US Federal Prosecutors Drop All Charges Against Calvin Ayre and Bodog

Most cryptocurrency enthusiasts know about Calvin Ayre. U.S. federal prosecutors have been interested in him for some time now, due to his online gambling business. Ayre has also been linked to Craig Wright in the past, although that business venture is entirely different. It now appears that all charges against Ayre and his Bodog online gambling business have been dropped.

Calvin Ayre and Bodog Are No Longer Under Investigation

This story goes back to February 2012. At the time, U.S. federal prosecutors took a keen interest in the Bodog online gambling business and indicted four individuals, one of whom is known as Calvin Ayre. The charges filed against these individuals included illegal gambling and money laundering. The Bodog gambling platform apparently provided services to U.S. customers for over six years, without having an official license to do so.

At the time of these indictments, it appeared that the U.S. federal prosecutors had a strong case against Bodog and the four individuals. The Department of Justice claimed that over US$100 million in gambling proceeds had been awarded to customers in the United States alone, though the company never had a gambling license to host those types of games and distribute winnings. If the individuals were found guilty, they would face up to 25 years in jail and pay around US$1 million in fines.

There is a big difference between charging people with illegal gambling and proving it, however. Since none of the four individuals in question ever appeared in court, the prosecution’s case may have lacked sufficient strength. Indeed, very little happened in the five years since this case was opened.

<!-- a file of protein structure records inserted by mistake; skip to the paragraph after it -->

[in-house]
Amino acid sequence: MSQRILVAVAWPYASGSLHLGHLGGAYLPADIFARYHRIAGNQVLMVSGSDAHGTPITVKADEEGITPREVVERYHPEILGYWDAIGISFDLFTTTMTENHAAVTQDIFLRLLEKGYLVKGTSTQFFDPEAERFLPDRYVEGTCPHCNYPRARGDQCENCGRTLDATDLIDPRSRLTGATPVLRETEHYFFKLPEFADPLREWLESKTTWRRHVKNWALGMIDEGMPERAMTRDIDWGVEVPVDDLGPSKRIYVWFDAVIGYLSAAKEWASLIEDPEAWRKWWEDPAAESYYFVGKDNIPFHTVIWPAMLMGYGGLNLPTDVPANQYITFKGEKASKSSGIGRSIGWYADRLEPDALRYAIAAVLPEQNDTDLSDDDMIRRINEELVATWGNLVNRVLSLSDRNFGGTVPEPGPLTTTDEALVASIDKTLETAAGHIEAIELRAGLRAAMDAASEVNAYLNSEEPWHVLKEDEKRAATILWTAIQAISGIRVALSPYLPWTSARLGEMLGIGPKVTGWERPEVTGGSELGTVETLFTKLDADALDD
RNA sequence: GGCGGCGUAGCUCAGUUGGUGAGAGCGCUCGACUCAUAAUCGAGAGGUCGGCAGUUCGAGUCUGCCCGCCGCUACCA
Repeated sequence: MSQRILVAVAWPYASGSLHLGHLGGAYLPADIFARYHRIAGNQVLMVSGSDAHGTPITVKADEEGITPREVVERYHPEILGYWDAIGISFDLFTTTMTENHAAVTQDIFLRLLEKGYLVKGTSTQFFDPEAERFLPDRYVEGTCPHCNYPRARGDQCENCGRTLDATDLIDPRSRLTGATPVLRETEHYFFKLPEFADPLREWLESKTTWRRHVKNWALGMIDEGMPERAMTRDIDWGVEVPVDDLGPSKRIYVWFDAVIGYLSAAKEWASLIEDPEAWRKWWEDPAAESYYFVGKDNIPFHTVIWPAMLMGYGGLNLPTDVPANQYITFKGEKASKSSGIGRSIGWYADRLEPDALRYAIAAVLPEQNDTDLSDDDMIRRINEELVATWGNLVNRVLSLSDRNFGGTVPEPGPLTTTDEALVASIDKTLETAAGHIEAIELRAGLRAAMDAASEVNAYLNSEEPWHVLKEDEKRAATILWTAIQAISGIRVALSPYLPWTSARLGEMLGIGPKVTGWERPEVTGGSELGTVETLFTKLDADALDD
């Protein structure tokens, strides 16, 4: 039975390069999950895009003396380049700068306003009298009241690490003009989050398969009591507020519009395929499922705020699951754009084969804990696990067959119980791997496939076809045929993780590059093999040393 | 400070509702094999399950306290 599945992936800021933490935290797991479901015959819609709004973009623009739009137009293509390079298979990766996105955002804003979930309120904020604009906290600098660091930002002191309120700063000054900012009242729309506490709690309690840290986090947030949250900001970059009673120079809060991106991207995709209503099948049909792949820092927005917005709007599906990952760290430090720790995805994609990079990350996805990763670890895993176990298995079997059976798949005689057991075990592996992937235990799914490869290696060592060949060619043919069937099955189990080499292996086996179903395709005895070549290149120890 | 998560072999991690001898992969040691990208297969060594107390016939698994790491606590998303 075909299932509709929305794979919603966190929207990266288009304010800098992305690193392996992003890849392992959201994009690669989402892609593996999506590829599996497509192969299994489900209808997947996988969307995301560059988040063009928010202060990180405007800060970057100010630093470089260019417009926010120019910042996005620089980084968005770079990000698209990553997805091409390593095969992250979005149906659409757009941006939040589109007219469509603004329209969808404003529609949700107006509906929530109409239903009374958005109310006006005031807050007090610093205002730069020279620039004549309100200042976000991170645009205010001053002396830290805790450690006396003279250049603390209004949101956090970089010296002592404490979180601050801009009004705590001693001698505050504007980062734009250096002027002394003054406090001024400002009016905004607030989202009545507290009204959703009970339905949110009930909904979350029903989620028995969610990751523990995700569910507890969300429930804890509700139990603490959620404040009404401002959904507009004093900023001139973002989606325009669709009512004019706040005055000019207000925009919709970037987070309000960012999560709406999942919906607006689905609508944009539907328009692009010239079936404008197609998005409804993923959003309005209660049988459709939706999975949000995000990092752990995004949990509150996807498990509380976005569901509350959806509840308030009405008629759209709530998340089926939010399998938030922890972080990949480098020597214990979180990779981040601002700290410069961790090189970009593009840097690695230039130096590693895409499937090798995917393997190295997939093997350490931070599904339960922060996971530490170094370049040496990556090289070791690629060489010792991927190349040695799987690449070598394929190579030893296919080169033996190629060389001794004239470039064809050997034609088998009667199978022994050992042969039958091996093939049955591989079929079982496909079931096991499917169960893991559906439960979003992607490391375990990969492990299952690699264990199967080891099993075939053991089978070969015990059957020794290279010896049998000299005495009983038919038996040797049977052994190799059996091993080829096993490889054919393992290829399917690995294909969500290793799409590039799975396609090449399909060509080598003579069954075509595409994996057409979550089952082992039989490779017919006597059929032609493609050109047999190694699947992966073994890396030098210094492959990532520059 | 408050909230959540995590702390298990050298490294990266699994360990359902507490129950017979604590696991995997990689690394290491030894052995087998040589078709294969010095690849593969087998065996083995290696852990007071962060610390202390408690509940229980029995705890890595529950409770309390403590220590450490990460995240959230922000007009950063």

While we may never know why this case never amounted to anything, Calvin Ayre and the other indicted individuals will not be looking for an explanation. Chief Judge Catherine Blake of the District Court for the District of Maryland approved a resolution dismissing all felony charges against Calvin Ayre and Bodog. The three other individuals saw their charges dropped not long ago as well. Five years of investigating this matter have been anti-climatic. The domain has also found a new owner in exchange for a one-time fee of $100,000.

It is very likely that will reopen its doors as an online gambling platform very soon. However, nothing has yet been set in stone. As part of its settlement deal, the U.S. government can retain the $67 million in seized assets. 

One possible explanation for this surprising turn of events is that the U.S. government brought this upon themselves. At the time of the indictment, Bodog had an Antiguan gaming license which officially prevented it from offering services to U.S. gamblers. However, the World Trade Organization found the U.S. to be in violation of its international trade obligations if this were enforced. This means that in fact Bodog had been operating in a legal manner. Their license is still valid today, but it remains to be seen if Bodog will relaunch.